NEW YORK (TheStreet) -- The Facebook IPO is an excellent reminder of the role that amnesia plays in the stock market.
It's said that markets are efficient, and I guess they are in a narrow sense, in that stocks tend to incorporate all of the publicly available information about them. But the same principle certainly doesn't apply to the way market participants interact with one another. So we have the spectacle of
repeating the mistakes of 2008 and losing $3 billion (and counting). For the rest of us, we have the Facebook IPO, in which an entire body of knowledge and memory of the IPO process was buried down the memory hole, totally forgotten.
How did a company best known for wasting people's time (when it's not violating their privacy) become the IPO stinker of our times? Because people forget that it's been proven time and again that the only proven winners in IPOs are the issuers, insiders and underwriters, with favored clients like hedge funds and institutional investors the only ones able to benefit consistently from IPOs that perform well out of the starting gate.
In this case, the issuer made out like a bandit. Facebook reaped $16 billion that will allow it to compete with the Goliaths of the industry. Facebook management, meanwhile, has borrowed from the techniques of shoddy used-car salesmen everywhere by failing to give full value for all that money.
As has been pointed out with increasing alarm by several commentators, most recently
, Facebook CEO Mark Zuckerberg structured the deal so that he isn't even giving up control of the company. So in a larger sense, divorced from the aftermarket performance and the other controversies swirling around the IPO, the Facebook IPO already stank to high heaven before the first share traded. It was a kind of IPO Lite, offering shareholders the trappings of ownership of the company without giving them the full privileges of ownership.
And who are those lucky investors who bought into the IPO Lite? The word that comes to mind is "ignorant," and I mean that in a nice way.
Unless they were totally brain dead, the people buying into the IPO were not among the handful of favored investors who were
about the company's
lackluster financial results
. The clued-in "smart money" stayed away from the offering, while the rest of us ignorant, uninformed suckers were able to load up on the shares.
The result was the living embodiment of Will Rogers' advice on how to make money in the stock market: "Buy some good stock and hold it till it goes up, then sell it. If it don't go up, don't buy it." Facebook shares weren't going to go up, so the usual favored investors didn't buy it, thanks to the tipoff that they got from their underwriters, who were tipped off from within the company.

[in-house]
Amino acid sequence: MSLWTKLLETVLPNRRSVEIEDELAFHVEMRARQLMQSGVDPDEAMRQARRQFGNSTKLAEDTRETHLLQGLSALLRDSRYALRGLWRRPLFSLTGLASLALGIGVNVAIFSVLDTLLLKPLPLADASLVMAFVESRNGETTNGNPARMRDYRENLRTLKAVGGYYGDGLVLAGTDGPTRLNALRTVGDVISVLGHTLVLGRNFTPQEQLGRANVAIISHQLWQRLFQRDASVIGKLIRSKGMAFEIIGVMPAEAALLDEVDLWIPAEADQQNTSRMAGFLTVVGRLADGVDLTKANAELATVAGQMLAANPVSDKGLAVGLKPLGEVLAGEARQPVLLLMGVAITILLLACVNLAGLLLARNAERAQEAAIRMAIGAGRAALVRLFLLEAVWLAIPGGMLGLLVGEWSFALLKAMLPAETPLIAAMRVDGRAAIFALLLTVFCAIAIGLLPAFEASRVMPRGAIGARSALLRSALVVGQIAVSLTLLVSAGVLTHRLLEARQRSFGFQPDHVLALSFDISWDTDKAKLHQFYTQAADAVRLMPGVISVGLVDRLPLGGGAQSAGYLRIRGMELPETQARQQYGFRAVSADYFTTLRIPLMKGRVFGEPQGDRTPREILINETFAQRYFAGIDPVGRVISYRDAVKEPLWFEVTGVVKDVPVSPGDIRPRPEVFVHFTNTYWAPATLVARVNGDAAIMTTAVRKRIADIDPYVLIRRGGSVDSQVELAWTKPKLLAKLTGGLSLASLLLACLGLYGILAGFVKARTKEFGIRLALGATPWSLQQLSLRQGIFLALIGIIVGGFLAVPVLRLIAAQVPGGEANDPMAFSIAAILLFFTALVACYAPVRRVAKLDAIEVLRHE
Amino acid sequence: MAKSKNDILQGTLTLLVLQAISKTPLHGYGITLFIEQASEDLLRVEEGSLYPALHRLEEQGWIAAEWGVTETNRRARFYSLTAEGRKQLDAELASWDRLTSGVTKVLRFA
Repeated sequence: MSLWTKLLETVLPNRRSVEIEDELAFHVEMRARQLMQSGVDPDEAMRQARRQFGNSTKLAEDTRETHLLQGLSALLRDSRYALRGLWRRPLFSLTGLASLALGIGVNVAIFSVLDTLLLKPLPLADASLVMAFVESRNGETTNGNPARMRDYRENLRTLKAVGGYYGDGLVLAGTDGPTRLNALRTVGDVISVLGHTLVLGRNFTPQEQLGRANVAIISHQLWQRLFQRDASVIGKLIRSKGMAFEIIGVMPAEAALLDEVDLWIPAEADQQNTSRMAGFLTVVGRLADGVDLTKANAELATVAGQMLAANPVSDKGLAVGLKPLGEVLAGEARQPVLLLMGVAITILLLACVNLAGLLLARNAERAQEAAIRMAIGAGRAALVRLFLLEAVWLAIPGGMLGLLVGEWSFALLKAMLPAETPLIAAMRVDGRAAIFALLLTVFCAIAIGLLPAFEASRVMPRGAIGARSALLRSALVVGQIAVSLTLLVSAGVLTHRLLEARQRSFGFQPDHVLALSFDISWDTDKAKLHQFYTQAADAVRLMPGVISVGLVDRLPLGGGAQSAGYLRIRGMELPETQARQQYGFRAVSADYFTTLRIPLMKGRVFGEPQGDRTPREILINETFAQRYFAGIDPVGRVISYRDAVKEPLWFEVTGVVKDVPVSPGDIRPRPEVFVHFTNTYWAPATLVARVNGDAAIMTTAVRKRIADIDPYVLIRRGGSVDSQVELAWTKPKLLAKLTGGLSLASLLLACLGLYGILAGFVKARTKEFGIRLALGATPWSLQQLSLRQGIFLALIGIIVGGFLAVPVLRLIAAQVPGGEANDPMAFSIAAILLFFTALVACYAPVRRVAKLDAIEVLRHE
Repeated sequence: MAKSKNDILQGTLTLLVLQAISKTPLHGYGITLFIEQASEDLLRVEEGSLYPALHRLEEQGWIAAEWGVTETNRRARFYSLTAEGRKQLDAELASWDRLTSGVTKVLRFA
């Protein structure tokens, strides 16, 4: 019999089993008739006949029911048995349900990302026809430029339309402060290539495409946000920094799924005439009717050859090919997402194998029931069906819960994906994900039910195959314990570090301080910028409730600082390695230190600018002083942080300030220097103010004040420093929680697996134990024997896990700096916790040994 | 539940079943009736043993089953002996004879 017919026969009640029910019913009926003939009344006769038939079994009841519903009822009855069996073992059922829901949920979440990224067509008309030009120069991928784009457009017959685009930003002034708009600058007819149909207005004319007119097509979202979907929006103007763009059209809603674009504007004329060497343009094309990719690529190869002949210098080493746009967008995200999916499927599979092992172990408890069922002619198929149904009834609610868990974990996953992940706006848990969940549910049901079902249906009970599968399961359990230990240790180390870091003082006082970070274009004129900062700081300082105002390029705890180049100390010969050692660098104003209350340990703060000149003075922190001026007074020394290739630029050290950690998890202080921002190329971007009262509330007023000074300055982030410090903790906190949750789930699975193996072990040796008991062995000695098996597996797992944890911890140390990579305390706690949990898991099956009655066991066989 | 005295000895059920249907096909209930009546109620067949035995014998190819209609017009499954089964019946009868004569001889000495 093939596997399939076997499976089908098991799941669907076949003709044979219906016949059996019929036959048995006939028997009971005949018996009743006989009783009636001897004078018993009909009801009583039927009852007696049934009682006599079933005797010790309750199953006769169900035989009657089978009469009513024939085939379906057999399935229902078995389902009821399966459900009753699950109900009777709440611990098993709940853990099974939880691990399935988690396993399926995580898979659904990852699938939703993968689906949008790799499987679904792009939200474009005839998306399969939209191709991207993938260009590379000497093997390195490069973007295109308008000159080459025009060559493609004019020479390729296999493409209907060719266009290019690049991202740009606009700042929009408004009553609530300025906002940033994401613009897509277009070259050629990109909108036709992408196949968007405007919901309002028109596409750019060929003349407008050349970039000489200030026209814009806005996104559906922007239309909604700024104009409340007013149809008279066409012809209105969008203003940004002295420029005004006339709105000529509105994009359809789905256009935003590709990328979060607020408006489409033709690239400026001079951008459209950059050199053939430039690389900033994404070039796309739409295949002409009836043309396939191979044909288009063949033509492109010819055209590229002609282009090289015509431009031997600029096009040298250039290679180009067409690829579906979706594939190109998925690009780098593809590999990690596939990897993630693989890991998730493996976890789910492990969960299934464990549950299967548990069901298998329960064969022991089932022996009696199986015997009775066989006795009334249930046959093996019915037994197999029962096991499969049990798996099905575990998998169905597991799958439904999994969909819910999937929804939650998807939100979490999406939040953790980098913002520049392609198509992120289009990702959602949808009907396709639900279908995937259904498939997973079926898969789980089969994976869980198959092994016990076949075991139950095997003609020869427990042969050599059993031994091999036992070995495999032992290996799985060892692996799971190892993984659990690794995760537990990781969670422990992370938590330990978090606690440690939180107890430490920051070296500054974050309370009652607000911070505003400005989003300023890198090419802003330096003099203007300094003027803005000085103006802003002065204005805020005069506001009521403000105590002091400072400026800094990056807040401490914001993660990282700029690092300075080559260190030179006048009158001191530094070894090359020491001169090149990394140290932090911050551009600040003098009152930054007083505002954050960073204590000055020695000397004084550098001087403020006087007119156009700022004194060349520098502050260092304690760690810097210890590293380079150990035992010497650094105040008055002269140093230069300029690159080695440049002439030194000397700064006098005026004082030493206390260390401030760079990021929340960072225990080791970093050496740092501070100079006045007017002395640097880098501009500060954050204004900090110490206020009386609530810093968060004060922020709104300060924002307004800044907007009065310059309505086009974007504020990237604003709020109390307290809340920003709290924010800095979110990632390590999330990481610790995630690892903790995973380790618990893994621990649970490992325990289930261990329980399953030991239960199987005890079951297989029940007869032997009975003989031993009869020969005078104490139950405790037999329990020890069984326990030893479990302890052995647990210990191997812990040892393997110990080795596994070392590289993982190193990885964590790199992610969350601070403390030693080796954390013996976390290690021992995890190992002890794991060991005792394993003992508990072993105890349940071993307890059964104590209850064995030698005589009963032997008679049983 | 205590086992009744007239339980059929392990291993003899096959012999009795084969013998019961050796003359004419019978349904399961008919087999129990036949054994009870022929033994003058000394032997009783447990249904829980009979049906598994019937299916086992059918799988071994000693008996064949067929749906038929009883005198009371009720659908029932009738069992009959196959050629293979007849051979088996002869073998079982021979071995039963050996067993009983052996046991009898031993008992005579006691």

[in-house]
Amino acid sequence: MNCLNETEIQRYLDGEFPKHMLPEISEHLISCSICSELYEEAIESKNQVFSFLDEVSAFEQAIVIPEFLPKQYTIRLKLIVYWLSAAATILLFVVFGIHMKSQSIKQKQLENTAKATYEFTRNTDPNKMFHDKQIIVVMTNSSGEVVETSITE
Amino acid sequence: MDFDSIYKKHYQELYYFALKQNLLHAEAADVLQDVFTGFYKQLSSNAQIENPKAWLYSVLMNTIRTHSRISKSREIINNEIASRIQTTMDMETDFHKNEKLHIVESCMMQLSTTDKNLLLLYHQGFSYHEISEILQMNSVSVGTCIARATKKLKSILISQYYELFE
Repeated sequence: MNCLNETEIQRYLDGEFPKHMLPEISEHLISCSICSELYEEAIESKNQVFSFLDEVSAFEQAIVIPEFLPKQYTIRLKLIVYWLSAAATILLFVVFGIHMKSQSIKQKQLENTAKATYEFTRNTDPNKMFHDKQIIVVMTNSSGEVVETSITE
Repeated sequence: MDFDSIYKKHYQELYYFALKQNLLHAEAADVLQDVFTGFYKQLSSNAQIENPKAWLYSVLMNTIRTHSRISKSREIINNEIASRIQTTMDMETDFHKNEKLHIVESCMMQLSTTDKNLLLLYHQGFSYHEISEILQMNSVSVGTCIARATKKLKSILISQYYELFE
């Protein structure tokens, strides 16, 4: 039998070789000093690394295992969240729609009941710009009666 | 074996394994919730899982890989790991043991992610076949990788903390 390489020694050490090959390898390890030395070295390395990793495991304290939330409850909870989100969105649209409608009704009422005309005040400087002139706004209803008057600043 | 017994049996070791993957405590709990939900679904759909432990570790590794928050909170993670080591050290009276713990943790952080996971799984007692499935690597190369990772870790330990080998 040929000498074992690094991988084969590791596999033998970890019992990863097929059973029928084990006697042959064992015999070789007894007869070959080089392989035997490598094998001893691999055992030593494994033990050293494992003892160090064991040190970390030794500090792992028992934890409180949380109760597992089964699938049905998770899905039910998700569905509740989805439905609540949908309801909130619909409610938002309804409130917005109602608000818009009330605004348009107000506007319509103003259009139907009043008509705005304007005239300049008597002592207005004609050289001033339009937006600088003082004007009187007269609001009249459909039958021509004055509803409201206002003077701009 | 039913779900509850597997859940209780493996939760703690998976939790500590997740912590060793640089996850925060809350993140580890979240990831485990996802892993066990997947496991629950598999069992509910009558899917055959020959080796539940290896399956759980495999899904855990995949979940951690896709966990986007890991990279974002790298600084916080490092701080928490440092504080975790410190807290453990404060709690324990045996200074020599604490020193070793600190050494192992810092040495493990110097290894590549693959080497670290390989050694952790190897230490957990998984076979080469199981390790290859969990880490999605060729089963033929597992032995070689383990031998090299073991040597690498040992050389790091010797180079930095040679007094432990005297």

But you didn't have to be among the favored few to know that the history of IPO investing is replete with sleaziness. Thanks to the Internet, any of what
charmingly referred to as "Muppets" can access the sordid history of IPO investing with just a few mouse clicks.
It's forgotten that in the aftermath of the 1998-2000 tech boom, it emerged that investment banks systematically rigged the price of IPOs to benefit themselves and their largest customers. In 2003, 300 companies and all of the major investment banks
civil cases arising from their use of techniques like "laddering" to manipulate share prices. In laddering, clients who got shares in IPOs were obliged to support the stock afterwards by making more shares in the aftermarket. Doing so ultimately lured in small investors, who were ultimately creamed when the shares went bust.
At about the same time
, the 10 largest investment banks paid $1.4 billion in the "global settlement" that was reached with the Securities and Exchange Commission and state regulators, including Eliot Spitzer. Among the allegations was that executives of companies received cut-rate shares in IPOs in return for giving banks their business. Among the high-tech execs who fed from the IPO trough was
When the issue reared its head in her unsuccessful race for governor of California a couple of years ago,
that she wasn't being bribed by Goldman Sachs -- Whitman's "spinner" -- because she was simply getting the kind of nice treatment that Goldman bestows on its richest clients.
The "spinning" scam was, in turn, nothing more than a replay of the kind of chicanery that penny-stock brokerages used to pull in the 1990s, when cheap stock was routinely doled out to insiders and IPOs were brazenly manipulated by underwriters.
This kind of thing has been going on for years, yet small investors continued to be drawn to IPOs and continue to be creamed. Why?
A lot of it is hype in the financial press. But I wonder if it might not simply be greed, but the mythology that has built up around IPOs as creatures of the vaunted "capital-raising mechanism" that is supposed to be the heart and soul of the U.S. markets, if you listen to politicians as they run for president and argue for deregulation.
Well, we're seeing that "capital raising function" on display, right now, in the Facebook IPO. How do you like it? Working smoothly? Behaving fairly? Treating all market participants equally?
Opponents of regulation say we risk losing IPOs to overseas bourses because of Sarbanes-Oxley, Dodd-Frank and other regulatory schemes. Well, if the Facebook IPO is an example of all the benefits that IPOs have to offer, I'd say Europe is welcome to have them.
Gary Weiss's most recent book is AYN RAND NATION: The Hidden Struggle for America's Soul, published by St. Martin's Press.
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